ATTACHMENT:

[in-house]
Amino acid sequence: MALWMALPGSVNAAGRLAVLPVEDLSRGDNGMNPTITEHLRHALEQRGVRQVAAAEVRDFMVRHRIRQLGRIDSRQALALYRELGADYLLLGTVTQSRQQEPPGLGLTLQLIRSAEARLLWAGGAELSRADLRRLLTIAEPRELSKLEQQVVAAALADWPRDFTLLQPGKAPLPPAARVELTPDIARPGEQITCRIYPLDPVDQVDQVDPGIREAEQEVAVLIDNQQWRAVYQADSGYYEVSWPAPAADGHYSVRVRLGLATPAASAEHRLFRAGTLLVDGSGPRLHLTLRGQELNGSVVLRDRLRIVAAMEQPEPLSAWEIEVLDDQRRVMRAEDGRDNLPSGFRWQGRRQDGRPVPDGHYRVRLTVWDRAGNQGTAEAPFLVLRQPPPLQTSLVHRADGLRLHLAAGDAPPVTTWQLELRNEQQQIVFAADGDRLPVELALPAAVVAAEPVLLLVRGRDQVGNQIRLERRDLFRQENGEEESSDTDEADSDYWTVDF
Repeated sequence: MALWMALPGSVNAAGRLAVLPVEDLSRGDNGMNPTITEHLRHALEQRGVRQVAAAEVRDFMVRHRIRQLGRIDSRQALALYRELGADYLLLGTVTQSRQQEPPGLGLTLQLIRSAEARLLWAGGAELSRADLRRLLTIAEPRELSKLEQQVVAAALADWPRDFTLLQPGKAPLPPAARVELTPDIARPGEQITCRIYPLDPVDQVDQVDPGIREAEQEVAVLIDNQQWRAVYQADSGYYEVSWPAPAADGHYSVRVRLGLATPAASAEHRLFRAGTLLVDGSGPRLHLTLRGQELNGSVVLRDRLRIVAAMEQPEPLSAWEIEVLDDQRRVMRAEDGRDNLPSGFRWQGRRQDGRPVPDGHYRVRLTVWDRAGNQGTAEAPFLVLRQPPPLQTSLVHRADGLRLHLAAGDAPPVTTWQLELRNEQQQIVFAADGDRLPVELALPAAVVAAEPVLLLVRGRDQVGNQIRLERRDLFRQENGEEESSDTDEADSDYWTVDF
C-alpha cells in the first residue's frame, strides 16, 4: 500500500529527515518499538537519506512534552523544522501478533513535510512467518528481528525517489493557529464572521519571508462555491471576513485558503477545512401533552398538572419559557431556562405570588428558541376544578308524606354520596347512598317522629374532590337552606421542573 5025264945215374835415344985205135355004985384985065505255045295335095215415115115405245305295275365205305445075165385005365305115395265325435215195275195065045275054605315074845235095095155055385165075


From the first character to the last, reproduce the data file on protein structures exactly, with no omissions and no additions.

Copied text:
[in-house]
Amino acid sequence: MALWMALPGSVNAAGRLAVLPVEDLSRGDNGMNPTITEHLRHALEQRGVRQVAAAEVRDFMVRHRIRQLGRIDSRQALALYRELGADYLLLGTVTQSRQQEPPGLGLTLQLIRSAEARLLWAGGAELSRADLRRLLTIAEPRELSKLEQQVVAAALADWPRDFTLLQPGKAPLPPAARVELTPDIARPGEQITCRIYPLDPVDQVDQVDPGIREAEQEVAVLIDNQQWRAVYQADSGYYEVSWPAPAADGHYSVRVRLGLATPAASAEHRLFRAGTLLVDGSGPRLHLTLRGQELNGSVVLRDRLRIVAAMEQPEPLSAWEIEVLDDQRRVMRAEDGRDNLPSGFRWQGRRQDGRPVPDGHYRVRLTVWDRAGNQGTAEAPFLVLRQPPPLQTSLVHRADGLRLHLAAGDAPPVTTWQLELRNEQQQIVFAADGDRLPVELALPAAVVAAEPVLLLVRGRDQVGNQIRLERRDLFRQENGEEESSDTDEADSDYWTVDF
Repeated sequence: MALWMALPGSVNAAGRLAVLPVEDLSRGDNGMNPTITEHLRHALEQRGVRQVAAAEVRDFMVRHRIRQLGRIDSRQALALYRELGADYLLLGTVTQSRQQEPPGLGLTLQLIRSAEARLLWAGGAELSRADLRRLLTIAEPRELSKLEQQVVAAALADWPRDFTLLQPGKAPLPPAARVELTPDIARPGEQITCRIYPLDPVDQVDQVDPGIREAEQEVAVLIDNQQWRAVYQADSGYYEVSWPAPAADGHYSVRVRLGLATPAASAEHRLFRAGTLLVDGSGPRLHLTLRGQELNGSVVLRDRLRIVAAMEQPEPLSAWEIEVLDDQRRVMRAEDGRDNLPSGFRWQGRRQDGRPVPDGHYRVRLTVWDRAGNQGTAEAPFLVLRQPPPLQTSLVHRADGLRLHLAAGDAPPVTTWQLELRNEQQQIVFAADGDRLPVELALPAAVVAAEPVLLLVRGRDQVGNQIRLERRDLFRQENGEEESSDTDEADSDYWTVDF
C-alpha cells in the first residue's frame, strides 16, 4: 500500500529527515518499538537519506512534552523544522501478533513535510512467518528481528525517489493557529464572521519571508462555491471576513485558503477545512401533552398538572419559557431556562405570588428558541376544578308524606354520596347512598317522629374532590337552606421542573 5025264945215374835415344985205135355004985384985065505255045295335095215415115115405245305295275365205305445075165385005365305115395265325435215195275195065045275054605315074845235095095155055385165075